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I’ve come across this statement regarding an improvement percentage and I don’t know if it’s okay. It says this:

The training error and test error using the neighborhood model are 0.34 and 0.54 respectively, compared to 0.51 and 0.64 using the baseline predictor. This represents a 16% improvement in RMSE for the test set.

How does it get that 16%?

I would do:

Initial : 0.64 Final :0. 54

final - initial = |0.54 - 0.64 |=0.10

0.10 / 0.64 = 0.1562

0.1562 x100 = 15.72%

Is that correct?

enter image description here

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    $\begingroup$ You are comparing 0.54 (test error with your model) to 0.64 (test error with the baseline predictor), so your result is how much much the model improved the results in the test set. $\endgroup$ – Heikki Pulkkinen Jun 13 at 9:56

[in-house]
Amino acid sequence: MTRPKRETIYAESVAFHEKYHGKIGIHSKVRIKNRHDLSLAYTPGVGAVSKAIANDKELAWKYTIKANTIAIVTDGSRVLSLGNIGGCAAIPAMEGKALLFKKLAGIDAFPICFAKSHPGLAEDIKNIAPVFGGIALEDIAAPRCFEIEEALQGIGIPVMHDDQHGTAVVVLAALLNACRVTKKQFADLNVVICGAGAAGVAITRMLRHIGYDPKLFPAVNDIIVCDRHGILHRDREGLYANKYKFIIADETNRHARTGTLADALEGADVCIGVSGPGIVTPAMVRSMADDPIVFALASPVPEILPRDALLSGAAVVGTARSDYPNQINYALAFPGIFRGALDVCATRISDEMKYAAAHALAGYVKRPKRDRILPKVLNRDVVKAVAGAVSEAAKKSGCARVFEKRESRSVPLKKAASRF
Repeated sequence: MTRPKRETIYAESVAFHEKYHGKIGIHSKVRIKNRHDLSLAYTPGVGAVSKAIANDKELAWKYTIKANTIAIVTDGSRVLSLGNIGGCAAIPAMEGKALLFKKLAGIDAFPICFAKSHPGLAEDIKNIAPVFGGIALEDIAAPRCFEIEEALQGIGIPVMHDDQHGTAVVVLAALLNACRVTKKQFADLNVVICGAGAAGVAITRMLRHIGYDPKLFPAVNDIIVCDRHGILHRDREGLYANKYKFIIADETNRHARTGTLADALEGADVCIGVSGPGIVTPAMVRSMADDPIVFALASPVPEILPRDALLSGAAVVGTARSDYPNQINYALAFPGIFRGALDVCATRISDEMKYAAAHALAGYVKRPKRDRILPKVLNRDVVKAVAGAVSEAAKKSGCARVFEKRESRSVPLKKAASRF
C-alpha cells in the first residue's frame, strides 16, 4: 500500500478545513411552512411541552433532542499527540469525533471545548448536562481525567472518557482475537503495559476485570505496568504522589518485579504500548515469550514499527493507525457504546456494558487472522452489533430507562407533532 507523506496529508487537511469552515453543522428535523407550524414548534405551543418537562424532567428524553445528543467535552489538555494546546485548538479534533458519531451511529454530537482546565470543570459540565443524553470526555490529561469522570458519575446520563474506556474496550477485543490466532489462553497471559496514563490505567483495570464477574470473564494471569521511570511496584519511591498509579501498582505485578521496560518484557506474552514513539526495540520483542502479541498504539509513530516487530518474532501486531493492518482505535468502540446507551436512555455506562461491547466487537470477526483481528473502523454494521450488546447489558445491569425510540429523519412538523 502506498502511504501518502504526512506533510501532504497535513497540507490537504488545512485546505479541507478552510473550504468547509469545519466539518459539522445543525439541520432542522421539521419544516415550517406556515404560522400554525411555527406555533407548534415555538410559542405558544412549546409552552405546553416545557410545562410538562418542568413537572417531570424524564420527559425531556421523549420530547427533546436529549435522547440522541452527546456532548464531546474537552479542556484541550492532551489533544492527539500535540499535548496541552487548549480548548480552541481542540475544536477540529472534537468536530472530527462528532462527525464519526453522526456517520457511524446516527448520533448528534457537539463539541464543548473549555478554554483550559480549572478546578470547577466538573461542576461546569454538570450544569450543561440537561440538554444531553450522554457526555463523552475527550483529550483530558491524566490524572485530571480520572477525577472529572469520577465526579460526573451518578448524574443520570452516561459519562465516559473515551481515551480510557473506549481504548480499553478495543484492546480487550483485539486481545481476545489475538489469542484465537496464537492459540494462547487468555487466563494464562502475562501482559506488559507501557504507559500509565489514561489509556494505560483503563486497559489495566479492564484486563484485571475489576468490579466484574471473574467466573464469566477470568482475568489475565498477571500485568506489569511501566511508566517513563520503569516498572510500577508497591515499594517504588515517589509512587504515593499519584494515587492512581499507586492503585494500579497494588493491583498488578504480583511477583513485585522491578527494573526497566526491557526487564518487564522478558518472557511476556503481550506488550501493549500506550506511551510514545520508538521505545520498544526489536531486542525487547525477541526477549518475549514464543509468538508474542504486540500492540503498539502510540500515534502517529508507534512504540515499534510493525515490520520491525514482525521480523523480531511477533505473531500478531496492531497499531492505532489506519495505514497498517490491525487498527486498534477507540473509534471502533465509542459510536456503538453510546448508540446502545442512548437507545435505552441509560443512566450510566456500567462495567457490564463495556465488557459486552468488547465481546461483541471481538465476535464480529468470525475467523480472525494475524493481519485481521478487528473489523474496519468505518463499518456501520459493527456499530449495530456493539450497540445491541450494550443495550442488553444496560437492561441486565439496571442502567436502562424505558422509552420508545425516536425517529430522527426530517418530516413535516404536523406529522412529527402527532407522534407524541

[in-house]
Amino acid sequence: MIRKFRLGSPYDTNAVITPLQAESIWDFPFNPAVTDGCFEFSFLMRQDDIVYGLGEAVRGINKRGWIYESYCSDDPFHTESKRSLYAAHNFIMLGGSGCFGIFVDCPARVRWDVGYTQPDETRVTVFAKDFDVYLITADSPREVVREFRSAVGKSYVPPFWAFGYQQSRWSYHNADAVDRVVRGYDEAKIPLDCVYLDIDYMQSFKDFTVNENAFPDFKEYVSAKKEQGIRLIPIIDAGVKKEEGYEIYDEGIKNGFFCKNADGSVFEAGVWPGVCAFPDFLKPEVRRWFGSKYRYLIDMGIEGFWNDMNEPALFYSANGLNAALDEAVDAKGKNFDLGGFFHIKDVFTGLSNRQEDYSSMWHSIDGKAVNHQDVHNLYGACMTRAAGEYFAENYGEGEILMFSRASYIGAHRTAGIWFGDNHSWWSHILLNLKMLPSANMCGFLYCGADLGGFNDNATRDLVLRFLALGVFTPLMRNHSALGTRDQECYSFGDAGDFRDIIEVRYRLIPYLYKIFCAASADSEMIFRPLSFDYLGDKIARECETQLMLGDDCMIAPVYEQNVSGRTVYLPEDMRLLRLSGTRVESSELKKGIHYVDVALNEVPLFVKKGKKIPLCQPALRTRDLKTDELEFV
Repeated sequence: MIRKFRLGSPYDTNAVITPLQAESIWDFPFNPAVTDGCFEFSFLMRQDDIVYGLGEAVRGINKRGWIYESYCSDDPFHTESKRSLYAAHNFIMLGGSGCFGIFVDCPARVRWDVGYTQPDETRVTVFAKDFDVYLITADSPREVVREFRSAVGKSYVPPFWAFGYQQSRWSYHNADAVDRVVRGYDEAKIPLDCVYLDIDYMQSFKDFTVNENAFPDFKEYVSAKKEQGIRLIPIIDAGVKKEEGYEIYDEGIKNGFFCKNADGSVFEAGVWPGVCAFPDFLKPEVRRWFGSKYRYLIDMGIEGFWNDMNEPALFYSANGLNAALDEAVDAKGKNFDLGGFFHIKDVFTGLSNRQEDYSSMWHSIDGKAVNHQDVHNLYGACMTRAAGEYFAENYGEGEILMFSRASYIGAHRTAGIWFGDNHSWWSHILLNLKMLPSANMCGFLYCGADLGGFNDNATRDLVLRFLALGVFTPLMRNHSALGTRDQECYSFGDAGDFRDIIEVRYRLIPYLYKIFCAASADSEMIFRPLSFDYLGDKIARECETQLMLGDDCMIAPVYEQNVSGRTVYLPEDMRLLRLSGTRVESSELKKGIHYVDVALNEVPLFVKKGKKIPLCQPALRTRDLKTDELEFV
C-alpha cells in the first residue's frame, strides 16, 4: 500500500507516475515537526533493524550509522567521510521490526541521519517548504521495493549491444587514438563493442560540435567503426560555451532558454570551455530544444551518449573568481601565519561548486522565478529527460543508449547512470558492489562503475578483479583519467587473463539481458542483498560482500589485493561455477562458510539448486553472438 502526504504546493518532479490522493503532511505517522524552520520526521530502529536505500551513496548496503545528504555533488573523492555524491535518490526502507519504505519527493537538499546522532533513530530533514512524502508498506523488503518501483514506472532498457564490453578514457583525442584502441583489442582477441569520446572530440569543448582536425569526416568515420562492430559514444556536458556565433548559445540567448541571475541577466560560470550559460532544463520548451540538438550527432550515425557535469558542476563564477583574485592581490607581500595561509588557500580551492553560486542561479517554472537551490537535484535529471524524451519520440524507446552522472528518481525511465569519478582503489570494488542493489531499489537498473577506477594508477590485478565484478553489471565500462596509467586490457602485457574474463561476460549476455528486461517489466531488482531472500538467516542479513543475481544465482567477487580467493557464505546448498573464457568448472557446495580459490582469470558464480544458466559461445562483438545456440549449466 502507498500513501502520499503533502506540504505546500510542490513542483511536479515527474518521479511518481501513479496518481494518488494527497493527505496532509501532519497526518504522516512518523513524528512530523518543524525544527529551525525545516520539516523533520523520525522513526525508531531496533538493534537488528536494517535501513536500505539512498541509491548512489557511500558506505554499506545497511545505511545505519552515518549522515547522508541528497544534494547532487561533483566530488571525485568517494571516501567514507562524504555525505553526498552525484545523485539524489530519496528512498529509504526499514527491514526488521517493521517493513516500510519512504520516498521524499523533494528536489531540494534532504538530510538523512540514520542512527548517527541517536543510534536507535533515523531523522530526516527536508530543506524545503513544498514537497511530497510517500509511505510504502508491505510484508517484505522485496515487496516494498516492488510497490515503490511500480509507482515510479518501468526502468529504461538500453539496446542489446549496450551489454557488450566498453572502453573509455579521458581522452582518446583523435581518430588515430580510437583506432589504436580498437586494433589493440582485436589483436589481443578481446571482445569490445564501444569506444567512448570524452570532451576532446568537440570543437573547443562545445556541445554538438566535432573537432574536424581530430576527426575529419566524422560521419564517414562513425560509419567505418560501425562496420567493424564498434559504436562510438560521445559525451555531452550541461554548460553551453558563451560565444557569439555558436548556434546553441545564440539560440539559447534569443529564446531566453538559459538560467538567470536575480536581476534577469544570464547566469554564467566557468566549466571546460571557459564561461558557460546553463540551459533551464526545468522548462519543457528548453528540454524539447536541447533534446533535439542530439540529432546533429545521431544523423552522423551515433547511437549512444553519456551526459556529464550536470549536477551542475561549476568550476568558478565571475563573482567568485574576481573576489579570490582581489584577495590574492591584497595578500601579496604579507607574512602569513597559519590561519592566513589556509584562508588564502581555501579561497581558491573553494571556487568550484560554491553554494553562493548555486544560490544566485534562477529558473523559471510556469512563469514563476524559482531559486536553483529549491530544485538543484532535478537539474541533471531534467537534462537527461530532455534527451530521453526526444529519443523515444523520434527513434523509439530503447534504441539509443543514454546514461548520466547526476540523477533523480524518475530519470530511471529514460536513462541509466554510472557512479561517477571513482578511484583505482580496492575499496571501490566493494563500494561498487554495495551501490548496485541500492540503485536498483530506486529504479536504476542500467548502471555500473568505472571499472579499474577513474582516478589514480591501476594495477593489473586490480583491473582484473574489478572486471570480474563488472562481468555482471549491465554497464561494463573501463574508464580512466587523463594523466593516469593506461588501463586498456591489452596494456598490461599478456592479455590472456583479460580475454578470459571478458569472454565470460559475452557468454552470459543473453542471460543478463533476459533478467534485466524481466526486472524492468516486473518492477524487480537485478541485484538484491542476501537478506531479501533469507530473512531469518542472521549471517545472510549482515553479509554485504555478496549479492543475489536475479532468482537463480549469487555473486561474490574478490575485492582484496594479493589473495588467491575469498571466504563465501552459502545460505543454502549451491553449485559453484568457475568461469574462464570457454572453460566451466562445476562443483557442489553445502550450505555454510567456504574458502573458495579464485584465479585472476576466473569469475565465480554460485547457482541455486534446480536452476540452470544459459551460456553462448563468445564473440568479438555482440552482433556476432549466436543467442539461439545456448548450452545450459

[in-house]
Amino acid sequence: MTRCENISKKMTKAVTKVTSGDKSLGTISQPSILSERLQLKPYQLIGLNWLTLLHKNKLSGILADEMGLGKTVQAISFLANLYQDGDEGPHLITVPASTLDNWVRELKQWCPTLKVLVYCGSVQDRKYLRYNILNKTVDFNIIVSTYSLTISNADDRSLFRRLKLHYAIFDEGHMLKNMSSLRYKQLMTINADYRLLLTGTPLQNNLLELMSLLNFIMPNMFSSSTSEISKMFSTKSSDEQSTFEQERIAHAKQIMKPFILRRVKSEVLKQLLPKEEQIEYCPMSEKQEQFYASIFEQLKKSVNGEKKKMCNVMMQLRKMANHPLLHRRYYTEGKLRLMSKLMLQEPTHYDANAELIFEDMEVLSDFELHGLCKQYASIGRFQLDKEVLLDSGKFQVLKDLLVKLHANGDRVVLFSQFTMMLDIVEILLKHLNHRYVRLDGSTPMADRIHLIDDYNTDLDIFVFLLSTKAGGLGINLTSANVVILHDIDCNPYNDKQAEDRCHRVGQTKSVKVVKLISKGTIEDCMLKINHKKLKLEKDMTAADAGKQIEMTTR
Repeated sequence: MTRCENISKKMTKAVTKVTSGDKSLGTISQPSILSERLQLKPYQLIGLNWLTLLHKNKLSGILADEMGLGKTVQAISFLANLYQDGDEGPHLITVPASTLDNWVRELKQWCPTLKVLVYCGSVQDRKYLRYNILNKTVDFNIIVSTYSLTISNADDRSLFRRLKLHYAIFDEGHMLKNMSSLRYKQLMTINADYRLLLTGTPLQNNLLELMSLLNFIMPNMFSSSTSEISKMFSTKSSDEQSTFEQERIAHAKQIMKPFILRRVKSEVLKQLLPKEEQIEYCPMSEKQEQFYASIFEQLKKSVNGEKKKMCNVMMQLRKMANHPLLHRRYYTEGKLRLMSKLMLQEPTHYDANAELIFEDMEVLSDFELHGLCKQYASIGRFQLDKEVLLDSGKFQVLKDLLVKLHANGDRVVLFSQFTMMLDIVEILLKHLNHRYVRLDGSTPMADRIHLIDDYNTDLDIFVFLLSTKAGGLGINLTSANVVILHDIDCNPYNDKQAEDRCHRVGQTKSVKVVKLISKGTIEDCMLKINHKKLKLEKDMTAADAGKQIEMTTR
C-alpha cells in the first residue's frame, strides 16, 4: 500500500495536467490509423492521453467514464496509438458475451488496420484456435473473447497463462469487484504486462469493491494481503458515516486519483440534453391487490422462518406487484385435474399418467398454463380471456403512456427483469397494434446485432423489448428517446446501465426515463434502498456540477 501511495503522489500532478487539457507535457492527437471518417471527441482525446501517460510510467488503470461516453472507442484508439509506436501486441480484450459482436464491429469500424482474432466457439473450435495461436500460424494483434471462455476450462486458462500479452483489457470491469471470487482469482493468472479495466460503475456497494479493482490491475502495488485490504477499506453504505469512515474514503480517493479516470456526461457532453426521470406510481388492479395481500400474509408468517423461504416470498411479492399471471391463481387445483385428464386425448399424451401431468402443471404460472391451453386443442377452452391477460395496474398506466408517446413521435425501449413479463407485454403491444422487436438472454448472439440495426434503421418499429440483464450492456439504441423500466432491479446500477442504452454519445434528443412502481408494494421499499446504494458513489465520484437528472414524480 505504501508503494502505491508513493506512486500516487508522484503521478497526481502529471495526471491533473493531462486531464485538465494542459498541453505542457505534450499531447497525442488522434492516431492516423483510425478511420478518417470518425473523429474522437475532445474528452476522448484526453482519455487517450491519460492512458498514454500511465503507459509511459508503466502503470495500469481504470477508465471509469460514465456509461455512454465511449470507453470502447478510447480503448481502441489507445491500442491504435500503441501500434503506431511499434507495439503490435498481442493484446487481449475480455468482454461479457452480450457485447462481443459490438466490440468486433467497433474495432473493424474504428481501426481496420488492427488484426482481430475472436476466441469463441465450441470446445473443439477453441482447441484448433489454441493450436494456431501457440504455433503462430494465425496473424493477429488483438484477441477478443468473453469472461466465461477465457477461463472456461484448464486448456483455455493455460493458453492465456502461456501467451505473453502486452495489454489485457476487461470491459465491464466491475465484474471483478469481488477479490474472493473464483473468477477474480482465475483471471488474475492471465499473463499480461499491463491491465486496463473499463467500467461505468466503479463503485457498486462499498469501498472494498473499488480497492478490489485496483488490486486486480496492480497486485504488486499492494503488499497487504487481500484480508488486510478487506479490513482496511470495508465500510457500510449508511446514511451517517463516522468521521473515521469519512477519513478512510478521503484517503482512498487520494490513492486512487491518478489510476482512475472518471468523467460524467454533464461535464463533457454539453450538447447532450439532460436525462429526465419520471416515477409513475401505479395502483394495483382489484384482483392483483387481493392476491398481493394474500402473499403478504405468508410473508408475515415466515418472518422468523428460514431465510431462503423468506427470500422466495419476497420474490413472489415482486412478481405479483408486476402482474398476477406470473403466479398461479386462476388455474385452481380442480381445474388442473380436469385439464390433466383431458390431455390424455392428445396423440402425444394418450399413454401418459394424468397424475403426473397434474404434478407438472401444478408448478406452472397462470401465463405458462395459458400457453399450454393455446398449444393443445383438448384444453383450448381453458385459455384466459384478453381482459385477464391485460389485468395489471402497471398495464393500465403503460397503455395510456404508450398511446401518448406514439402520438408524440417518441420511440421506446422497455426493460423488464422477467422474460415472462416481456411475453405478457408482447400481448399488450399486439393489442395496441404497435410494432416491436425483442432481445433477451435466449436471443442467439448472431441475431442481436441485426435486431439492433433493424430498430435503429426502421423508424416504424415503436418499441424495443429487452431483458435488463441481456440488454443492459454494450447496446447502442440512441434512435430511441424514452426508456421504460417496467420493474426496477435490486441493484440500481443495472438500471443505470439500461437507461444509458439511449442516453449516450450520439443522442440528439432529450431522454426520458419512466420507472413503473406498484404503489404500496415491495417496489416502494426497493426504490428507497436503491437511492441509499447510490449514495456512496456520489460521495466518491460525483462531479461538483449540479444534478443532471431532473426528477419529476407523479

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    $\begingroup$ I get that! It was confusing of how it calculated that 16%. I wanted to be sure I was doing the right calculation. $\endgroup$ – Delan Jun 13 at 9:58
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Yes, your calculation is correct. I've removed my previous answer because it was based on a misinterpretation.

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  • $\begingroup$ Actually, the baseline model (predictor) performs worse $\endgroup$ – Delan Jun 13 at 9:50
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    $\begingroup$ @Delan My mistake, I misinterpreted your question initially. $\endgroup$ – mkt Jun 13 at 9:53
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    $\begingroup$ Thank you very much for taking the time! $\endgroup$ – Delan Jun 13 at 9:54

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